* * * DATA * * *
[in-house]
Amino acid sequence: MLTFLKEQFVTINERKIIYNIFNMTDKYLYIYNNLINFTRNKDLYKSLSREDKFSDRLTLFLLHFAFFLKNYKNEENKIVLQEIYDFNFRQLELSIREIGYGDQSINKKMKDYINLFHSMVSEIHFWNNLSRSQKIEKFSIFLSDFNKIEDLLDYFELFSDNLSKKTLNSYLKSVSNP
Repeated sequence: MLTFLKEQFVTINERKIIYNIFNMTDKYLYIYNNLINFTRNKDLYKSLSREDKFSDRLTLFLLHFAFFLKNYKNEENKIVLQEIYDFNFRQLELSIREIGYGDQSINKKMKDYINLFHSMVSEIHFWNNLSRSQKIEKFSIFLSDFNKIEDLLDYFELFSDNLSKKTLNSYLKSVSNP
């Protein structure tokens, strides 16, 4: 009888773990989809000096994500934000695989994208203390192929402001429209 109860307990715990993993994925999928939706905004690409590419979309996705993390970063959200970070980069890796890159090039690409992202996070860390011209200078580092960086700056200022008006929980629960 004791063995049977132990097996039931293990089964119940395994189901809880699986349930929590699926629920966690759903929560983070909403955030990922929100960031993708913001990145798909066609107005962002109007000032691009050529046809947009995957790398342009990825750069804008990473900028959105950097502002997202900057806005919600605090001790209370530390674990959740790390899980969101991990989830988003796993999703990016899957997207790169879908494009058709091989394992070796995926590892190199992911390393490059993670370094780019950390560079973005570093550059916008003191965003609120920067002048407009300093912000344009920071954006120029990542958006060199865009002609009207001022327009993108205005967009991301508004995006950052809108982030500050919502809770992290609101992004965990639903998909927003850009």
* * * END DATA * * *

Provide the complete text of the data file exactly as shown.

[in-house]
Amino acid sequence: MLTFLKEQFVTINERKIIYNIFNMTDKYLYIYNNLINFTRNKDLYKSLSREDKFSDRLTLFLLHFAFFLKNYKNEENKIVLQEIYDFNFRQLELSIREIGYGDQSINKKMKDYINLFHSMVSEIHFWNNLSRSQKIEKFSIFLSDFNKIEDLLDYFELFSDNLSKKTLNSYLKSVSNP
Repeated sequence: MLTFLKEQFVTINERKIIYNIFNMTDKYLYIYNNLINFTRNKDLYKSLSREDKFSDRLTLFLLHFAFFLKNYKNEENKIVLQEIYDFNFRQLELSIREIGYGDQSINKKMKDYINLFHSMVSEIHFWNNLSRSQKIEKFSIFLSDFNKIEDLLDYFELFSDNLSKKTLNSYLKSVSNP
């Protein structure tokens, strides 16, 4: 009888773990989809000096994500934000695989994208203390192929402001429209 109860307990715990993993994925999928939706905004690409590419979309996705993390970063959200970070980069890796890159090039690409992202996070860390011209200078580092960086700056200022008006929980629960 004791063995049977132990097996039931293990089964119940395994189901809880699986349930929590699926629920966690759903929560983070909403955030990922929100960031993708913001990145798909066609107005962002109007000032691009050529046809947009995957790398342009990825750069804008990473900028959105950097502002997202900057806005919600605090001790209370530390674990959740790390899980969101991990989830988003796993999703990016899957997207790169879908494009058709091989394992070796995926590892190199992911390393490059993670370094780019950390560079973005570093550059916008003191965003609120920067002048407009300093912000344009920071954006120029990542958006060199865009002609009207001022327009993108205005967009991301508004995006950052809108982030500050919502809770992290609101992004965990639903998909927003850009």